Realistically, my son’s elementary school is not that far from where I work. If I hop on the freeway, it’s about a ten minute drive. Five minutes later, we can be home and getting on with our evening activities.
But more afternoons than not, I choose to take the longer drive home.
This drive avoids the freeways, which means less cars on the road to give me that road rage I developed from learning to drive in California. It takes me up and through a few neighborhoods that don’t get much vehicle traffic, and it gives me an extra ten minutes of solitude.
The road curves around houses and I pick out the features I like the most. When I can finally be done with apartment living, I’ll choose a house with a porch. I like that color blue, but not this color brown. The door on that house is beautiful, but I love how this one has just a small front yard. What I really want is a big backyard. I like when some of them have their garages open and I can see more characteristics of the family inside. Sports memorabilia hung on the white plaster walls, maybe a trio of bicycles ready for another tour of the hills. One car or two, maybe only enough room for one to park away from the elements. A pool table, a dartboard, skis and snowboards, toys for every age until the child is grown, boxes upon boxes of memories stashed away.
The drive takes me past tree-lined streets backed by rolling hills that have turned brown as we prepare for the winter. But through this autumn I have watched the leaves on those trees change from lush green to brilliant red to dusty orange to crunchy piles that looked like they’d be fun to jump into.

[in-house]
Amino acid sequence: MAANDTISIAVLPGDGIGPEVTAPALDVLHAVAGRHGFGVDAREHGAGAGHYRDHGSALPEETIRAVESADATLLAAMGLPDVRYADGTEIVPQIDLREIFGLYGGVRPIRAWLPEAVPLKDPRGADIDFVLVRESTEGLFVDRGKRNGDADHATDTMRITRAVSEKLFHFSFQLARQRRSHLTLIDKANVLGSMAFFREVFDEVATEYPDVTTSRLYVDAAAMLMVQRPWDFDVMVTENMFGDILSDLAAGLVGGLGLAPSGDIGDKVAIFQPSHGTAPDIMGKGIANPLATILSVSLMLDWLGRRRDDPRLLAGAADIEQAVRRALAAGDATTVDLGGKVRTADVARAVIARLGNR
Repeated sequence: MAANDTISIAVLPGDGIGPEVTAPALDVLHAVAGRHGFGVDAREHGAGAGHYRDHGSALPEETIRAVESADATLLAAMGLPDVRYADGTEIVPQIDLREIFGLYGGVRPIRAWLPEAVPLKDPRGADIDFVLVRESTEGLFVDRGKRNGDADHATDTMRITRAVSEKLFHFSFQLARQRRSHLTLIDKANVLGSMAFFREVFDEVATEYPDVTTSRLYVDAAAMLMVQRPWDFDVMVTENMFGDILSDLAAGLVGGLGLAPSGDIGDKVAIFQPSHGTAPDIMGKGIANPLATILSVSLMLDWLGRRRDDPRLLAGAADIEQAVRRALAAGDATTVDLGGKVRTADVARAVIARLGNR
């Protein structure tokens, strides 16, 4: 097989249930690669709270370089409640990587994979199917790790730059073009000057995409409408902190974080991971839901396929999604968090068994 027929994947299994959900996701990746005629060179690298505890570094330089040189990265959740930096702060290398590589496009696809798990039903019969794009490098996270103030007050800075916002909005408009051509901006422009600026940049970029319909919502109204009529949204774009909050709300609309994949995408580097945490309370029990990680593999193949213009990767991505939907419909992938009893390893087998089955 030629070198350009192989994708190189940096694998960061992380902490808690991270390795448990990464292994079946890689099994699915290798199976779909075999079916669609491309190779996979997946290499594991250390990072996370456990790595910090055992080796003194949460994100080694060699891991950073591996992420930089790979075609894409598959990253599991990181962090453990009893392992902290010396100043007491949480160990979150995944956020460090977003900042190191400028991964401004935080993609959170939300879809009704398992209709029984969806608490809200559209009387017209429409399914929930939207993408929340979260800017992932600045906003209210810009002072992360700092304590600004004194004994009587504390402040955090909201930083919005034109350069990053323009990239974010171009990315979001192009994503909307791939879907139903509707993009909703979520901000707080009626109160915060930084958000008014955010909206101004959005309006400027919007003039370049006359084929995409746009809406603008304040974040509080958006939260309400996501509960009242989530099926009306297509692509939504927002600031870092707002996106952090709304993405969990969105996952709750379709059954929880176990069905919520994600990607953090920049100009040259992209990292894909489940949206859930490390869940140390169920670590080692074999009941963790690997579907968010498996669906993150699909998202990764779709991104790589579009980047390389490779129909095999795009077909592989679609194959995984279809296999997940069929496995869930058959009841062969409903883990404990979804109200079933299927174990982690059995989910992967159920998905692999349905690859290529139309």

Depending on my mood, I might blast classic rock & roll, the country I loved in the ’90s, or the local alternative station. But most of the time, the radio stays off. I roll my window down, even as the air gets chillier because my car often feels like it is suffocating me if the windows are all up, and let the sounds of the outer rim of the city sing to me. The occasional car drives by, the birds chirp, the wind rustles the leaves, dogs will bark, and I can hear each tread of the tire roll over the pavement below.
The neighborhood has little roundabouts to encourage drivers to slow down. I take it easy through and watch my speed. There’s a corner I bring the car around carefully because I know there’s a stop sign that could be easily missed if you aren’t paying attention. I stop, take my time looking out for bicyclists, pedestrians, or even another car, and then continue on my way. Up the hill, over the crest, and I can see roofs spread out beyond the horizon. I could stop my car and see into their backyards if I wanted to. More clues as to the families within the houses. Lots of grass, posh landscaping, pool, trampoline, toys and toys and toys, a barbecue, lawn chairs. But I don’t stop my car to observe. I continue on my way.
When I get to the school and see my son’s smiling face, my heart fills with joy and I’m so glad he is with me again.
But that doesn’t stop me from enjoying that extra time I steal to enjoy the scenery on the long drive home.